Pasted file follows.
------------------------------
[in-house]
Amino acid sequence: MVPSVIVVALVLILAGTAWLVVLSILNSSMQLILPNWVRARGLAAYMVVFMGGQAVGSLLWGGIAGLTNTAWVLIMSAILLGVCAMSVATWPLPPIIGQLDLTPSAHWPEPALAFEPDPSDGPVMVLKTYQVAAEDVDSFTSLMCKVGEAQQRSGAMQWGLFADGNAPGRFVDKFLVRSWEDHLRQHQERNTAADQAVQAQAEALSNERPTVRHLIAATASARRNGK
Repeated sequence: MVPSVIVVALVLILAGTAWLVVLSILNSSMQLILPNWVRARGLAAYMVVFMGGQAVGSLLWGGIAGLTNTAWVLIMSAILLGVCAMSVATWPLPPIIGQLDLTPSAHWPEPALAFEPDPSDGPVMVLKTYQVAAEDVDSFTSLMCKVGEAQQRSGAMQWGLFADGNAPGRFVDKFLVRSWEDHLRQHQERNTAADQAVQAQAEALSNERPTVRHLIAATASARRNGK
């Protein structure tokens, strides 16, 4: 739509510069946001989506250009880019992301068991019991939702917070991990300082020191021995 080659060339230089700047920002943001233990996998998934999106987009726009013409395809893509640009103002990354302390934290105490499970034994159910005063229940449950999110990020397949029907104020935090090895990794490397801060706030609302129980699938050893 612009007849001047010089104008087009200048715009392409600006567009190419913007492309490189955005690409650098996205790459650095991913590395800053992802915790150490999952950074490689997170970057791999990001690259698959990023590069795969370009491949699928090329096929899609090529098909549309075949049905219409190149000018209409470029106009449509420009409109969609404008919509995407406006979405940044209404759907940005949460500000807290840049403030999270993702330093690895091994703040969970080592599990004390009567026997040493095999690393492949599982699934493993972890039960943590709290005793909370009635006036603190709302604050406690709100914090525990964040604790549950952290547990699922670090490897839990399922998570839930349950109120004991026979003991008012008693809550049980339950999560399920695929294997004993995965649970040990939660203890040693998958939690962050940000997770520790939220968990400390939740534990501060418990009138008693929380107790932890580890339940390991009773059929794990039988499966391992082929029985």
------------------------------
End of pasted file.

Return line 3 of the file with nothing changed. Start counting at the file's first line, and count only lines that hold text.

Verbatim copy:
Repeated sequence: MVPSVIVVALVLILAGTAWLVVLSILNSSMQLILPNWVRARGLAAYMVVFMGGQAVGSLLWGGIAGLTNTAWVLIMSAILLGVCAMSVATWPLPPIIGQLDLTPSAHWPEPALAFEPDPSDGPVMVLKTYQVAAEDVDSFTSLMCKVGEAQQRSGAMQWGLFADGNAPGRFVDKFLVRSWEDHLRQHQERNTAADQAVQAQAEALSNERPTVRHLIAATASARRNGK